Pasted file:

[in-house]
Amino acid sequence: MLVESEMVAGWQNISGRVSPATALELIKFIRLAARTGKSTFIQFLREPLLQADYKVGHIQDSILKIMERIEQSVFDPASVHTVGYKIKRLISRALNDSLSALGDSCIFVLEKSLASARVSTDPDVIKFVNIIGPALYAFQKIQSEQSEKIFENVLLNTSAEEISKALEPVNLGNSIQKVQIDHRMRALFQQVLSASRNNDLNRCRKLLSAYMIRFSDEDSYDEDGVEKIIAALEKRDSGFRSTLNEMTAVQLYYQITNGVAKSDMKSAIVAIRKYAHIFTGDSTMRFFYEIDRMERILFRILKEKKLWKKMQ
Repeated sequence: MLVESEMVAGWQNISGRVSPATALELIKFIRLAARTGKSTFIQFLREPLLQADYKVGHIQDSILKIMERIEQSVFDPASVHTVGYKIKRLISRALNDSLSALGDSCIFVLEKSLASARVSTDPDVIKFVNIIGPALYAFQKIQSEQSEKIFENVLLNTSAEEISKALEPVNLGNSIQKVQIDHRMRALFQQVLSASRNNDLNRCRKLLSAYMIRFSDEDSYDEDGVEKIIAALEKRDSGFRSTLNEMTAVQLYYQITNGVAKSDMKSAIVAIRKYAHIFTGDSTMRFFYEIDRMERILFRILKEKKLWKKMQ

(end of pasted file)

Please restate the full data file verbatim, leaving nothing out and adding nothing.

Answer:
[in-house]
Amino acid sequence: MLVESEMVAGWQNISGRVSPATALELIKFIRLAARTGKSTFIQFLREPLLQADYKVGHIQDSILKIMERIEQSVFDPASVHTVGYKIKRLISRALNDSLSALGDSCIFVLEKSLASARVSTDPDVIKFVNIIGPALYAFQKIQSEQSEKIFENVLLNTSAEEISKALEPVNLGNSIQKVQIDHRMRALFQQVLSASRNNDLNRCRKLLSAYMIRFSDEDSYDEDGVEKIIAALEKRDSGFRSTLNEMTAVQLYYQITNGVAKSDMKSAIVAIRKYAHIFTGDSTMRFFYEIDRMERILFRILKEKKLWKKMQ
Repeated sequence: MLVESEMVAGWQNISGRVSPATALELIKFIRLAARTGKSTFIQFLREPLLQADYKVGHIQDSILKIMERIEQSVFDPASVHTVGYKIKRLISRALNDSLSALGDSCIFVLEKSLASARVSTDPDVIKFVNIIGPALYAFQKIQSEQSEKIFENVLLNTSAEEISKALEPVNLGNSIQKVQIDHRMRALFQQVLSASRNNDLNRCRKLLSAYMIRFSDEDSYDEDGVEKIIAALEKRDSGFRSTLNEMTAVQLYYQITNGVAKSDMKSAIVAIRKYAHIFTGDSTMRFFYEIDRMERILFRILKEKKLWKKMQ